We get creative. You get results.
We're all swimming in a red ocean
"Competing head-on results in nothing but a bloody 'red ocean' of rivals fighting over a shrinking profit pool." Yikes! That passage from the book jacket of Blue Ocean Strategy had its intended effect. With visions of Jaws swimming in our heads, we quickly bought the book to find out how we could create "blue oceans of uncontested market space."
People like to collect weird stuff: old typewriters, salt and pepper shakers, Coke cans from around the world. At Hollister Creative, we collect bad signs.
When Dorothy began to ease on down the road to Oz, she was a person with a problem in search of a wizard who could solve it. If she'd had Internet access, she could have Googled "transportation wizard" and perhaps found the websites of multiple companies claiming they alone had the magic to get her where she wanted to go. Alas, wifi had not yet come to Munchkinland.
If you've resisted blogging, or tried and failed to maintain a blog, the reason may be the Time Hog. You're either afraid of it or you've been a victim of the Time Hog gone wild.
Q: Is there a difference between less and fewer? I see them used interchangeably.
Q: Website hosting companies are just renting out space on their computer servers, so does it matter which one I pick?
With Google heavily promoting its AdWords pay-per-click offering, you may be tempted to give it a try. Paid search ads are not a bad idea, but you won't get good results unless you pair your pay-per-click ad with a landing page on your website. Here's why.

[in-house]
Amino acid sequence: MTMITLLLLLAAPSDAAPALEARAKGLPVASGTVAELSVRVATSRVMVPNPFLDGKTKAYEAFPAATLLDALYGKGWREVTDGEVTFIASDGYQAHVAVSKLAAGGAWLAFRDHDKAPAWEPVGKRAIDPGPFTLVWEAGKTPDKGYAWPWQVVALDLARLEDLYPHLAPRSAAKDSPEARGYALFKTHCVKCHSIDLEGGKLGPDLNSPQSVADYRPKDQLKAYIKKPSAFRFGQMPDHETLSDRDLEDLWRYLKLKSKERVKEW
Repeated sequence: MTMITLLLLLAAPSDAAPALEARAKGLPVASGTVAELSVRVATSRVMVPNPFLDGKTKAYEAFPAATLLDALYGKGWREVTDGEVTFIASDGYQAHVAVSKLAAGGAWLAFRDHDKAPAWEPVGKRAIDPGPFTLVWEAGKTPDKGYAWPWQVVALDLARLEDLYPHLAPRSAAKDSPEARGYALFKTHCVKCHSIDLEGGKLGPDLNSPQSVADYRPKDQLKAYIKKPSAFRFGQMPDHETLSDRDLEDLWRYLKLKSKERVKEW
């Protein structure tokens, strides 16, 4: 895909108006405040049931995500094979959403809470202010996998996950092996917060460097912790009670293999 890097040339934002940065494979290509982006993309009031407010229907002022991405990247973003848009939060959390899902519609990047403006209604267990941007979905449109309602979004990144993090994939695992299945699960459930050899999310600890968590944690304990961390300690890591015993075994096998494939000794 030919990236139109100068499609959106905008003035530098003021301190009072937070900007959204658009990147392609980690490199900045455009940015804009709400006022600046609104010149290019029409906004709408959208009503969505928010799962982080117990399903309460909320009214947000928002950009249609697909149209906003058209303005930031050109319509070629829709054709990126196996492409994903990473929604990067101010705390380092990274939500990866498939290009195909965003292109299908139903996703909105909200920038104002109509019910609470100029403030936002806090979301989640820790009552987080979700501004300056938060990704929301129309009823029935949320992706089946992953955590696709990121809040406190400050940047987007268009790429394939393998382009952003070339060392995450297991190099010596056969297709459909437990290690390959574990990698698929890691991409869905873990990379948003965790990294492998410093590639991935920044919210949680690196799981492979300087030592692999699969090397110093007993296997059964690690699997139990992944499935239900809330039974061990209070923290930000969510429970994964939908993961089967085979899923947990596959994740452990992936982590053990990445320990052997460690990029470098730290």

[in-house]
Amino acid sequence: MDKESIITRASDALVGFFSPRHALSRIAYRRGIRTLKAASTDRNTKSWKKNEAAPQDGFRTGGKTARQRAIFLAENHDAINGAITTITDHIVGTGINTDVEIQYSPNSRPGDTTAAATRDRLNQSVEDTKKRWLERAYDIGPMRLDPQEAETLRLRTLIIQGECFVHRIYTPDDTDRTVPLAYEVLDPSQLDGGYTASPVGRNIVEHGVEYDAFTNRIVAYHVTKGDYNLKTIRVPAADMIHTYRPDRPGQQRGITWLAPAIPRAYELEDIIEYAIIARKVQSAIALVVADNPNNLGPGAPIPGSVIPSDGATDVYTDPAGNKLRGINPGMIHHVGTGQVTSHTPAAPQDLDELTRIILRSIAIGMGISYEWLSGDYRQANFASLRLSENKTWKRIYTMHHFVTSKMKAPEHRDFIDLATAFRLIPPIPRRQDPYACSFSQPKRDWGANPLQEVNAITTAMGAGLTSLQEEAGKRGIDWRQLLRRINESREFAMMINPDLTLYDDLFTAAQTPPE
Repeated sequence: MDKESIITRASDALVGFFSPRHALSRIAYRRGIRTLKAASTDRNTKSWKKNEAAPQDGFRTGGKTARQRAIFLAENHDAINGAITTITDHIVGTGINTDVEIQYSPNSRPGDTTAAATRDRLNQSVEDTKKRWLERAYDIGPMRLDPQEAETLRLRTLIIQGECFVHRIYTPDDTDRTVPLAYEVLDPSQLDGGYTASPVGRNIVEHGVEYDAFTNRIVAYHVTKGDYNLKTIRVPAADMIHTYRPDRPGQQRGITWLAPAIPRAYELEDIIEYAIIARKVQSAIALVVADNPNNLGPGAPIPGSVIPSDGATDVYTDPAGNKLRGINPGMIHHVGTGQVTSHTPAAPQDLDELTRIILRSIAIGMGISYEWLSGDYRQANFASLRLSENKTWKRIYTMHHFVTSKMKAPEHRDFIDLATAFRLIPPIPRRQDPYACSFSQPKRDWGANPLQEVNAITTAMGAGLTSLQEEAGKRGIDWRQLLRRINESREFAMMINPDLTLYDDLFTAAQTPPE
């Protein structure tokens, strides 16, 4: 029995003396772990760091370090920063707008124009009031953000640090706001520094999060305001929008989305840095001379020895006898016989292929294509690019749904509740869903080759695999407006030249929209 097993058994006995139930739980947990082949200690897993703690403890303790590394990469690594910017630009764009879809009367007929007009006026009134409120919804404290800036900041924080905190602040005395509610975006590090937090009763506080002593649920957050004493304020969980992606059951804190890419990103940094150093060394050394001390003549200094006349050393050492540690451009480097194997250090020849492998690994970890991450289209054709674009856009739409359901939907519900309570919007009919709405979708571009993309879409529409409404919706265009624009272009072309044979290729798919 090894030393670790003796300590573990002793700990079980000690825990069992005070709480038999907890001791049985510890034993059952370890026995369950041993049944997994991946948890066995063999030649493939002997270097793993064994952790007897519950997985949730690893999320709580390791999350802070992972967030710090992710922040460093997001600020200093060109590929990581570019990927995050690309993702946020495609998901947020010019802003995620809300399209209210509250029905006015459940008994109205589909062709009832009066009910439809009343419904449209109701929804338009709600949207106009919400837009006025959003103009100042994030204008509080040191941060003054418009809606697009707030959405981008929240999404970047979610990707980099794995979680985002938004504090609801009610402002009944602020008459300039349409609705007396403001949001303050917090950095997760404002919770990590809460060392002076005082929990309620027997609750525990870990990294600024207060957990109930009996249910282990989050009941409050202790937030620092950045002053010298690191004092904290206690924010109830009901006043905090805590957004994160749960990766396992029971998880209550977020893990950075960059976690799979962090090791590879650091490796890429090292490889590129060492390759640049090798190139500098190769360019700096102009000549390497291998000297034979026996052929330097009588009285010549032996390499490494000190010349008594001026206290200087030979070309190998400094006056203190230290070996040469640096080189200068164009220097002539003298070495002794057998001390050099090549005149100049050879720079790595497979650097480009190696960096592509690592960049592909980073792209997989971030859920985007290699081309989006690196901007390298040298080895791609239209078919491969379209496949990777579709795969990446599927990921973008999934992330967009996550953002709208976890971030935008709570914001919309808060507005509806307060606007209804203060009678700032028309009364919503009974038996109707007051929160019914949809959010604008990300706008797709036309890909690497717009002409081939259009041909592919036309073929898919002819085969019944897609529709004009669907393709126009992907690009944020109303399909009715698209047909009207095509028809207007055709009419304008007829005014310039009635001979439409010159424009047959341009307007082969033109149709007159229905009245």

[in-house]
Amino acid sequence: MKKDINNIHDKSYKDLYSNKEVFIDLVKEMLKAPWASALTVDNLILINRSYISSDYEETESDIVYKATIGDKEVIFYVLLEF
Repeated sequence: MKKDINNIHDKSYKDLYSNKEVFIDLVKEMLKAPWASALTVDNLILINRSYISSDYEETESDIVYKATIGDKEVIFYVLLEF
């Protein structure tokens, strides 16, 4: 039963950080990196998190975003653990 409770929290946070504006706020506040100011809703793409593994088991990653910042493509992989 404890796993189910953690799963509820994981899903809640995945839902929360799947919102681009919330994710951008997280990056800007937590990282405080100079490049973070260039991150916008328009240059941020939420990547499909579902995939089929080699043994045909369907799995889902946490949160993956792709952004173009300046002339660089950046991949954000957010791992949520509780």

Q: I work on my school's alumni magazine and the editor insists that we use Oxford commas. She said Strunk and White are pro-Oxford comma in The Elements of Style. I pointed out that the AP Stylebook used by journalists advises against it. Then she said, "If they're good enough for Oxford, they're good enough for us." Who is right?
Should we be on Facebook? What about LinkedIn or Pinterest? Should we be tweeting? How about email marketing? Pay-per-click ads? Banner ads? SEO? QR codes? PURLs? Sponsorships? Webinars? Videos? Events?
How fast was Usain Bolt's 100-meter sprint in the 2012 Olympics? A record-breaking 9.63 seconds. But how fast is that?